There are a number of influences which affect and arrest the developing eye in its embryonic growth: for example, mechanical injuries, or abnormal pressures; infections, toxicoses, vitamin or other nutritional deficiencies and metabolic and endocrine disturbances in the mother ante partum, and interference with the blood supply to the embryo or to the developing primordia. Certain abnormalities of the eye have been shown to be inherited.
Adelman1 reviewed literature by Stockard, Guyer and Smith, Little and Bagg and others on the production of ocular abnormalities by artificial means. Hale2 reported the appearance of such abnormalities in litters from sows reported as deficient in vitamin A. Browman3 and Cannon4 were unable to confirm this finding using vitamin A—deficient rats. The problem of cyclopia (Adelman,1 Wright and Wagner5) is not considered to have a direct bearing on the production of microphthalmos in mammals with both eye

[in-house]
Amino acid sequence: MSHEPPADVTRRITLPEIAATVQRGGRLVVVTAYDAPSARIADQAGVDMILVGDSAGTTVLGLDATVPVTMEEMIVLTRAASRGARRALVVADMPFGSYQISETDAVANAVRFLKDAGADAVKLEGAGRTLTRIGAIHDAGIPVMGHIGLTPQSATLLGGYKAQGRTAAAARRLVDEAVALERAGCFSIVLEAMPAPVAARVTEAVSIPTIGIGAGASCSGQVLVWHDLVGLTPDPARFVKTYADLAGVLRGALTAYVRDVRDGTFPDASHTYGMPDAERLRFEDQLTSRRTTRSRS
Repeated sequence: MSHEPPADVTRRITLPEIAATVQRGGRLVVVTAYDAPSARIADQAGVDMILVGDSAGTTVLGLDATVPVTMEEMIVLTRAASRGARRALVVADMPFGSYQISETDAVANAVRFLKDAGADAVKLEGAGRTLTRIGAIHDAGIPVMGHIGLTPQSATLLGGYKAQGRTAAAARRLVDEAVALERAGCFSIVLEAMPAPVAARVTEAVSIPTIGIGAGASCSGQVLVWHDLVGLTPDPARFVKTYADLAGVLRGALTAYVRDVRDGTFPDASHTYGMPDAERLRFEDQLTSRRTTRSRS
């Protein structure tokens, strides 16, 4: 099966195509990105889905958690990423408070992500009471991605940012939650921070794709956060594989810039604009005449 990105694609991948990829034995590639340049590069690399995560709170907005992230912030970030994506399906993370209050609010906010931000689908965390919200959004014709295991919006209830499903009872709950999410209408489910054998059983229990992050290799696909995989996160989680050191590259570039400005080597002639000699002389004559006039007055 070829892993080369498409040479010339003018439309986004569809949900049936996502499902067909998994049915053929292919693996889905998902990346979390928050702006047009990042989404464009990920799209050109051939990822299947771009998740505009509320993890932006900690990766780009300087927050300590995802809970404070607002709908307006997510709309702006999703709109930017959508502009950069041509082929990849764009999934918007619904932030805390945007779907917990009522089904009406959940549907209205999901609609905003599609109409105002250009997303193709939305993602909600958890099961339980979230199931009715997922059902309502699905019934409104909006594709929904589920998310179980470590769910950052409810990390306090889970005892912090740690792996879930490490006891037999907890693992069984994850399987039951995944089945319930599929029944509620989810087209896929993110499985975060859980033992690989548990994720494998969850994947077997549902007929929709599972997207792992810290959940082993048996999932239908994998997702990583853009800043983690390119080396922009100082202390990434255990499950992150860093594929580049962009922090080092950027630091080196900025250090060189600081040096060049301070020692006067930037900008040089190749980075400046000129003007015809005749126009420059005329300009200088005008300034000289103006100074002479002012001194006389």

BROWMAN LG, RAMSEY F. EMBRYOLOGY OF MICROPHTHALMOS IN RATTUS NORVEGICUS. Arch Ophthalmol. 1943;30(3):338–351. doi:10.1001/archopht.1943.00880210062006
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